United States District Court, C.D. Illinois
UNITED STATES OF AMERICA ex rel. CRAIG HARVEY, Petitioner,
MICHAEL LEMKE, Warden, Stateville Correctional Center, Defendant.
JAMES E. SHADID, Chief District Judge.
This matter is before the Court on Petitioner, Craig Harvey's ("Petitioner") Petition for Writ of Habeas Corpus pursuant to 28 U.S.C. §2254 . For the reasons set forth below, the Petition  is DENIED.
Petitioner is an inmate at Stateville Correctional Center in Joliet, Illinois under the custody of Respondent, Warden Lemke. Following a jury trial in the Circuit Court of Peoria County in 2005, Petitioner was convicted of first-degree murder, aggravated battery with a firearm, and unlawful possession of a weapon by a felon and sentenced to consecutive terms of 70 years for murder and a 15-year term for aggravated battery, as well as a concurrent seven-year term for unlawful possession of a weapon.
Petitioner pursued a direct appeal to the Illinois Appellate Court, contending that he was denied a fair trial because the prosecutor made improper references to trials on television during closing argument. On February 21, 2007, the appellate court affirmed the conviction finding that the claim had been forfeited because it had not been raised through objection at trial or in a post-trial motion. No Petition for Leave to Appeal (PLA) to the Illinois Supreme Court was filed from this decision.
In August 2010, Petitioner filed a pro se post-conviction petition for relief pursuant to 725 ILCS 5/122-1 arguing: (1) appellate counsel was ineffective for various reasons, and (2) trial counsel was also ineffective. The trial court dismissed the Petition and Petitioner appealed, raising only two claims: (1) trial counsel was ineffective for failing to interview or subpoena alibi witnesses, and (2) the trial court erred by ordering Petitioner to submit a DNS sample and pay the related fee. Judgment was affirmed, but the portion of the trial court's order directing Petitioner to submit a DNA sample and pay the corresponding fee was vacated. In a pro se PLA, Petitioner argued that (1) trial counsel was ineffective for failure to interview or subpoena alibi witnesses, and (2) the post-conviction appellate court erred by denying him leave to file a pro se supplement to the appellate briefs submitted by counsel. On May 29, 2013, the Supreme Court denied leave to appeal.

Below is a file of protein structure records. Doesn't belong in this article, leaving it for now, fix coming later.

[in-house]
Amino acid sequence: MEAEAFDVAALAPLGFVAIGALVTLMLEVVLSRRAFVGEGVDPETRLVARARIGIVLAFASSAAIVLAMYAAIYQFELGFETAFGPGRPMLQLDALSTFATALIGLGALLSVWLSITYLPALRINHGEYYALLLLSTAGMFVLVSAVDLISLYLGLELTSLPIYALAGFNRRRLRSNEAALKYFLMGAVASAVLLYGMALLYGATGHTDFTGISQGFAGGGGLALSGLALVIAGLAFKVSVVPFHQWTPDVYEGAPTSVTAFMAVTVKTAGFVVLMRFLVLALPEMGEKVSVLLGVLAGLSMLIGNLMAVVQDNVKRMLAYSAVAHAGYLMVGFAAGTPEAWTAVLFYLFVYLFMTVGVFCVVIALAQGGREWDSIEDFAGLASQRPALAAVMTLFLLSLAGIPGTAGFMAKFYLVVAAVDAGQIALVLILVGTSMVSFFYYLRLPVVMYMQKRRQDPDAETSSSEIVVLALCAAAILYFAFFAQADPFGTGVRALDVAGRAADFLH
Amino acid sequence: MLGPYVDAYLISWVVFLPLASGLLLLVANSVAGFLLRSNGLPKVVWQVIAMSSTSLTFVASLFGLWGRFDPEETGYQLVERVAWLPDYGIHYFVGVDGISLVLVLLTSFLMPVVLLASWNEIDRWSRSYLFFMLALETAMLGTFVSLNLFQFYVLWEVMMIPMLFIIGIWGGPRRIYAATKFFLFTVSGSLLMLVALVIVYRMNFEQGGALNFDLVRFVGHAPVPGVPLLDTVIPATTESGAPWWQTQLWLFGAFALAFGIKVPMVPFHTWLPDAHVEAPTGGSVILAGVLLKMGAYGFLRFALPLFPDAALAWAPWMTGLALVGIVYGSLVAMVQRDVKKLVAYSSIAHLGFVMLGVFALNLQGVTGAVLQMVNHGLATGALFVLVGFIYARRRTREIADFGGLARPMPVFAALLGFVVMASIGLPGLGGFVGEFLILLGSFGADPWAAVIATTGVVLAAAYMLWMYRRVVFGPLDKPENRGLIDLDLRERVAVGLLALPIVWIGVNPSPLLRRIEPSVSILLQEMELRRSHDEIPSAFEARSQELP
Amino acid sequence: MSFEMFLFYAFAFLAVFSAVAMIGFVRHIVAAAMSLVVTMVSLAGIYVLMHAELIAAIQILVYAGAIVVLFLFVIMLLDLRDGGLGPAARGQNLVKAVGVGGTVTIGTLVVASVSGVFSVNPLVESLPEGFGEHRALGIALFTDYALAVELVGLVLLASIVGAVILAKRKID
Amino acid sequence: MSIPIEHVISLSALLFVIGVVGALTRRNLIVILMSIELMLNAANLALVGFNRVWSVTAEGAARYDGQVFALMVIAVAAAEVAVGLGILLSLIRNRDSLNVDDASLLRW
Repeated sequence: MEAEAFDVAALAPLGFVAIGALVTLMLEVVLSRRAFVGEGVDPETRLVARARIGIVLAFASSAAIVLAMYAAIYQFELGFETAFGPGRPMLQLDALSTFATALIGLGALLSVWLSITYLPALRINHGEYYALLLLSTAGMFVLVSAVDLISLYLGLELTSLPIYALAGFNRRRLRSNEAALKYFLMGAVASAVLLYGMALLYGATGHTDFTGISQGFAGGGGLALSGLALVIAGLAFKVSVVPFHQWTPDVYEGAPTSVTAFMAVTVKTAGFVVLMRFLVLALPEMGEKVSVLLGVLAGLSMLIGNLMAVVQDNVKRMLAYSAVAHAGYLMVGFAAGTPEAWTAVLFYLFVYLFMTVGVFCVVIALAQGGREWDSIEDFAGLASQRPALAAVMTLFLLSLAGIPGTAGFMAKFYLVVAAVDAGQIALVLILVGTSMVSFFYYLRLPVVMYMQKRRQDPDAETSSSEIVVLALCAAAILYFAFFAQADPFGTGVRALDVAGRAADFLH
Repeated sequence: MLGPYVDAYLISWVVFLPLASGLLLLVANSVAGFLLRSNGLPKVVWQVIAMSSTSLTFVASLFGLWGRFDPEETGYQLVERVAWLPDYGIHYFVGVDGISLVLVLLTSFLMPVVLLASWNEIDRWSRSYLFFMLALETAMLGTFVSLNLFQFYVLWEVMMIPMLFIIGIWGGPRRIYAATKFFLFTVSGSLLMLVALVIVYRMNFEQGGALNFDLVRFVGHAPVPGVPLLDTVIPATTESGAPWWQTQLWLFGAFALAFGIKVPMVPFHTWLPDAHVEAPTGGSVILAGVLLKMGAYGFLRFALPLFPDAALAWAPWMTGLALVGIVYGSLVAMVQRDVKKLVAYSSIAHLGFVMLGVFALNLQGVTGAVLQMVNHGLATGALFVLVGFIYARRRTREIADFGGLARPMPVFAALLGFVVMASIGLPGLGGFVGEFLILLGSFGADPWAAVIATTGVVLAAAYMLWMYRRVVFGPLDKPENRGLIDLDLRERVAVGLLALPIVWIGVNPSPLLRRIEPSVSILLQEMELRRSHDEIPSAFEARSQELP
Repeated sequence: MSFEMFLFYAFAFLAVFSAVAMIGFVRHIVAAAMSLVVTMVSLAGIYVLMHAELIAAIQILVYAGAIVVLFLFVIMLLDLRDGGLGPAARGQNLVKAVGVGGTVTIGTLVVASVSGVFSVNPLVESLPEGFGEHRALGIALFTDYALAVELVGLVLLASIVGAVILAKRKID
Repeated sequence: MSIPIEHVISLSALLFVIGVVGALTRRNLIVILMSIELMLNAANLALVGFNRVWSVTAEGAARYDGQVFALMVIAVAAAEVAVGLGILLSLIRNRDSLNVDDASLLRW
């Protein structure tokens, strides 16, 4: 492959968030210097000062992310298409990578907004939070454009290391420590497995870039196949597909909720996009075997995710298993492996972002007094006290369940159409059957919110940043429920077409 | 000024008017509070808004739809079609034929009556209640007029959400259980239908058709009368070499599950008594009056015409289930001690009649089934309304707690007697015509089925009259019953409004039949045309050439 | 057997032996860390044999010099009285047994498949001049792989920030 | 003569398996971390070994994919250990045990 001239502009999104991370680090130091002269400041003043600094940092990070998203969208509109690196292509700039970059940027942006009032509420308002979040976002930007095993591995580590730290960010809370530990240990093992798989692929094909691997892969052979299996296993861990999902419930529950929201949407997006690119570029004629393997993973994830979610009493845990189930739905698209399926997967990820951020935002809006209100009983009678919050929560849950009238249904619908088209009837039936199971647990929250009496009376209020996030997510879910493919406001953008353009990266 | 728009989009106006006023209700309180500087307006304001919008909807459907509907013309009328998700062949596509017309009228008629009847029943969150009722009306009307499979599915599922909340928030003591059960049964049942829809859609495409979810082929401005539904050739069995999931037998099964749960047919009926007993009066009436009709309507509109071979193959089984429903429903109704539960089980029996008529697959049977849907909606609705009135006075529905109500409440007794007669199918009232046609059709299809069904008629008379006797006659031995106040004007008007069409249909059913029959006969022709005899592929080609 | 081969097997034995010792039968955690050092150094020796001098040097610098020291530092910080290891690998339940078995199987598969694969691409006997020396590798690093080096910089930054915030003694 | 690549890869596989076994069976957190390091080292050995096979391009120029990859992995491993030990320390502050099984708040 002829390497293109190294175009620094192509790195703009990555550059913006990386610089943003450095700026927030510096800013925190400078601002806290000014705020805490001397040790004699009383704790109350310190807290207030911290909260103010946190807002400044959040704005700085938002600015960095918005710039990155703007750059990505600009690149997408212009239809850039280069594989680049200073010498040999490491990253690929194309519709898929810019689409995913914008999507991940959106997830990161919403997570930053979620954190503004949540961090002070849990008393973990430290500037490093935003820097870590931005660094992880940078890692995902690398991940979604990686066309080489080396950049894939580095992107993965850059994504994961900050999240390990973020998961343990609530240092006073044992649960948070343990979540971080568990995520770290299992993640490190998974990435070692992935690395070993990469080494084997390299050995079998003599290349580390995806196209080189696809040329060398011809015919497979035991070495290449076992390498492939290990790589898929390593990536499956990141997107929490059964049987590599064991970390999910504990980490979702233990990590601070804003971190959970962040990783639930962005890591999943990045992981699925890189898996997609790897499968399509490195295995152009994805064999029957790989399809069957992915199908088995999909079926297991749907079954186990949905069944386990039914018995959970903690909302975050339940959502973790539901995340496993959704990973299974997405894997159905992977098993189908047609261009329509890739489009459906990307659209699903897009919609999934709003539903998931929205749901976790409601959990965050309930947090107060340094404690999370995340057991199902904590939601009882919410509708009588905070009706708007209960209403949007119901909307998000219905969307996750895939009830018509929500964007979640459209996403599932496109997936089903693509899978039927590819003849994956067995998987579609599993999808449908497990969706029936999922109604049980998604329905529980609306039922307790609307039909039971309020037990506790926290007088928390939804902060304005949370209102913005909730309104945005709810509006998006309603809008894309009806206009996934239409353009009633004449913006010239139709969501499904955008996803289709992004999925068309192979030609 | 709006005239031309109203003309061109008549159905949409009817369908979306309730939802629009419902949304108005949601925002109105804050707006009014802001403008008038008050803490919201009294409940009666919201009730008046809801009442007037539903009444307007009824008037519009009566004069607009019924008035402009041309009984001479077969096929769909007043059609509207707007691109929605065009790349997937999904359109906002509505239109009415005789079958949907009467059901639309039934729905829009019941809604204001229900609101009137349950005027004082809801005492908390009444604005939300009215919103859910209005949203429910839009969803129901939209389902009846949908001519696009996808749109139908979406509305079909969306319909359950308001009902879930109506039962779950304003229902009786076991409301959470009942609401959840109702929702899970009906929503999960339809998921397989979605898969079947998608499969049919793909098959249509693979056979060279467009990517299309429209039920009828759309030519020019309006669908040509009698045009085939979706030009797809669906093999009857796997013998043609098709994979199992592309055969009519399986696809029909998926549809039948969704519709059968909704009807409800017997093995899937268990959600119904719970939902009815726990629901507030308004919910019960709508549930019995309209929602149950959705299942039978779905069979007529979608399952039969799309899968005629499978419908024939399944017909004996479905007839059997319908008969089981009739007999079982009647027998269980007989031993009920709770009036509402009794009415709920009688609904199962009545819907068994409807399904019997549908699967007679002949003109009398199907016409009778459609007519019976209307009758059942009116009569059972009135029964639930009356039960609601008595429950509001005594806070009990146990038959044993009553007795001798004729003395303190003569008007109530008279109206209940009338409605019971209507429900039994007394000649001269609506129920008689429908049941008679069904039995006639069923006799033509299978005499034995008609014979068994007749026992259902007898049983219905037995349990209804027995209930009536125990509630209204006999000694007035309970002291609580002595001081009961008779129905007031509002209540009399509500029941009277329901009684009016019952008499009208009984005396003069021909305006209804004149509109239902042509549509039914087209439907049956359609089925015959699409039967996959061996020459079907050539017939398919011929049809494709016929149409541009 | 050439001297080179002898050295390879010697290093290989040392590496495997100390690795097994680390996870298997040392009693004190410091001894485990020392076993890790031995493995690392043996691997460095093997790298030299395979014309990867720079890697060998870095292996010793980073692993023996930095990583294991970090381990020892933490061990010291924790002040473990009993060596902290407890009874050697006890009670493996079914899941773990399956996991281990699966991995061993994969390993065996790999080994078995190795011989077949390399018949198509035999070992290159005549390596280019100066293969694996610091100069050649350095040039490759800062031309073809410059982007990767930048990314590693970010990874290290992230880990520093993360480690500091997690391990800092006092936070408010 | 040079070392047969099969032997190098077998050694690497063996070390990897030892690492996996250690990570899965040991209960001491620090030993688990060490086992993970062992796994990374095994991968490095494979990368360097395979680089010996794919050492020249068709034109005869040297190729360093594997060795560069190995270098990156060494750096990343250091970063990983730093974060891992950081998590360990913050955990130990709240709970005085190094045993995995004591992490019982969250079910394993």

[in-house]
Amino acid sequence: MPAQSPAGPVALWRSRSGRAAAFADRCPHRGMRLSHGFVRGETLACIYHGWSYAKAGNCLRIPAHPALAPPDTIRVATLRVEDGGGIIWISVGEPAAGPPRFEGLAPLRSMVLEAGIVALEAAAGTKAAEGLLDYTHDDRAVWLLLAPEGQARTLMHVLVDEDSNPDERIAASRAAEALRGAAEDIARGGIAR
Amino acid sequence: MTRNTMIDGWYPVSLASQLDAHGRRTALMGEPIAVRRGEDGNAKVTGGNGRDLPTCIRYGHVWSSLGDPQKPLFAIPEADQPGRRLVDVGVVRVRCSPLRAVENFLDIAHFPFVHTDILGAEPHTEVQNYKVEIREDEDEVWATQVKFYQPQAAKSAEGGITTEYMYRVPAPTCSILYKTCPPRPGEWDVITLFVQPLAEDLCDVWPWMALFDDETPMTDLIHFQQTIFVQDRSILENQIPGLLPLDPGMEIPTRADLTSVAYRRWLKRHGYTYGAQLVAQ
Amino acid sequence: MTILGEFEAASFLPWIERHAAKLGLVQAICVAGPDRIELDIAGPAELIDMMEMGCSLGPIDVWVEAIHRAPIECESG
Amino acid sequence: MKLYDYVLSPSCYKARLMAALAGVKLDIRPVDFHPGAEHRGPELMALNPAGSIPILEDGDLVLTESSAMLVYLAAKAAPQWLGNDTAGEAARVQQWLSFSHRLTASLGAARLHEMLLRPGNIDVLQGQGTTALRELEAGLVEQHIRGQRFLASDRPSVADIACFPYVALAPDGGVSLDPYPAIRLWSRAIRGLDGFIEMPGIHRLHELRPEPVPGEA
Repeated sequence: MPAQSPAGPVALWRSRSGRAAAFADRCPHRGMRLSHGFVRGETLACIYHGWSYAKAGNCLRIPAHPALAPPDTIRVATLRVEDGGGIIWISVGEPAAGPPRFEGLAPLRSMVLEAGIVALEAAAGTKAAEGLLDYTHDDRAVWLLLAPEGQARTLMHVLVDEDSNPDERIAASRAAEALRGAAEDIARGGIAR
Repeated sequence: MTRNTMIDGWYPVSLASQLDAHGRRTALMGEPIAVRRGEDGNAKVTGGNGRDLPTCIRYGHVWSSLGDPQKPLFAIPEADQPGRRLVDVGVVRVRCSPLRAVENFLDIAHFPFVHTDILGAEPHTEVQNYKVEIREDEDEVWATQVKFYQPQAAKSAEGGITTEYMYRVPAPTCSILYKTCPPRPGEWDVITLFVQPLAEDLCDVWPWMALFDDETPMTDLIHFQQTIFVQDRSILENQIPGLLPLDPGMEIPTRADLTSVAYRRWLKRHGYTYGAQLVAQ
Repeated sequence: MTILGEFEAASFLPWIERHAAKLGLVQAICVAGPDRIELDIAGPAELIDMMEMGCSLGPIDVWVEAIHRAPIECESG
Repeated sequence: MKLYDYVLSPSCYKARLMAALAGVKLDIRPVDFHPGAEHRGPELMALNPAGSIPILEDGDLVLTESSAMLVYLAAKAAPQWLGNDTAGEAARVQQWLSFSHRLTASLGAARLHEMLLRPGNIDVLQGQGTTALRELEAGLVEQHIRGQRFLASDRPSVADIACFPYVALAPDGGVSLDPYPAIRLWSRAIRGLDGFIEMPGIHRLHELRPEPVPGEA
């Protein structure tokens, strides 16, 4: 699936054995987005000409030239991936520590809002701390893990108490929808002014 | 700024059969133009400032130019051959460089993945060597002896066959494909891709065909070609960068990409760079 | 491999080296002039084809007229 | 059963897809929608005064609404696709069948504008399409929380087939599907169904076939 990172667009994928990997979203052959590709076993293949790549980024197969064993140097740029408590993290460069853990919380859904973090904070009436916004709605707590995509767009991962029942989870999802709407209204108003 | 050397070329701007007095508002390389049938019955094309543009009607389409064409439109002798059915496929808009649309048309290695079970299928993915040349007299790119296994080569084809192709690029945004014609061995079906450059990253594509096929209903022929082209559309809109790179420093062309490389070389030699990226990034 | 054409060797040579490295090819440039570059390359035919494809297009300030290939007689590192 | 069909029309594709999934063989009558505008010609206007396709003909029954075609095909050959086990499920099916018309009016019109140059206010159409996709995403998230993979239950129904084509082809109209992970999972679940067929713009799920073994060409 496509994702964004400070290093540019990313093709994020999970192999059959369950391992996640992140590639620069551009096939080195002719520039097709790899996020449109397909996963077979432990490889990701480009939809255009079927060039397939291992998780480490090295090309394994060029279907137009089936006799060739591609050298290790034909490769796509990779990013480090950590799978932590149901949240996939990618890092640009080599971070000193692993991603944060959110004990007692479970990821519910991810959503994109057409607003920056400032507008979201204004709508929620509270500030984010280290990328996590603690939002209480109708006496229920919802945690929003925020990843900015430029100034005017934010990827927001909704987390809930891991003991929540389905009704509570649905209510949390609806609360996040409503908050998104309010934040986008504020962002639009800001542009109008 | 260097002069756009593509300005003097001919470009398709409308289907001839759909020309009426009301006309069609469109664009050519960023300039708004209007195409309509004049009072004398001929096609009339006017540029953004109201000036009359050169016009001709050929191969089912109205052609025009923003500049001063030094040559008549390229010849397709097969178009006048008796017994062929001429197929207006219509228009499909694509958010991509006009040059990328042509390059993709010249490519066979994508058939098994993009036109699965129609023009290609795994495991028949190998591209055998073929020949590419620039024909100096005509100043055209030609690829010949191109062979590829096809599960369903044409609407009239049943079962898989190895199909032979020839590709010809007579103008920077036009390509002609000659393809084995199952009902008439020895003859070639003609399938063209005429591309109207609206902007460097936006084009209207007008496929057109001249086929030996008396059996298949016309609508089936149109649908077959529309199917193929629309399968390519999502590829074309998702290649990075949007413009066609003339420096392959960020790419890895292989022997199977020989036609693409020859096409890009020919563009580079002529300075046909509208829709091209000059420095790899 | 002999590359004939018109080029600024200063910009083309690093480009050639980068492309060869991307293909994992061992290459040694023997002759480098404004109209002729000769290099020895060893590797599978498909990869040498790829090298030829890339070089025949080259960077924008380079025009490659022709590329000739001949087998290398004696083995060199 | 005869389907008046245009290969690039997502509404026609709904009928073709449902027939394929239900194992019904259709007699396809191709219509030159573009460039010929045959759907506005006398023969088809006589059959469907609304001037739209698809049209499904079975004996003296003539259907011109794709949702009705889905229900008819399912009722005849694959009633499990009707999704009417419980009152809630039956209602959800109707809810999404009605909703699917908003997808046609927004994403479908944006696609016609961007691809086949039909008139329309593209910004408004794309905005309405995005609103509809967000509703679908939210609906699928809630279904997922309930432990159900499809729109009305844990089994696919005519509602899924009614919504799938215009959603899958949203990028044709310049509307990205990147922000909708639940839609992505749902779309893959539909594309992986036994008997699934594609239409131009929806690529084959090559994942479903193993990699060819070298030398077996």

Petitioner filed the instant Petition raising nine claims: (1) appellate counsel was ineffective; (2) trial counsel was ineffective; (3) he was denied his right to a speedy trial; (4) the State knowingly relied on perjury to obtain the conviction; (5) the prosecutor made improper remarks to the jury; (6) he was not proven guilty beyond a reasonable doubt; (7) a witnesses' videotaped statement was erroneously allowed in evidence; (8) he was denied due process when he was identified during an unduly suggestive lineup; and (9) his sentence was unconstitutional because he was never notified that enhancements were being sought. Respondent has filed his answer, and this Order follows.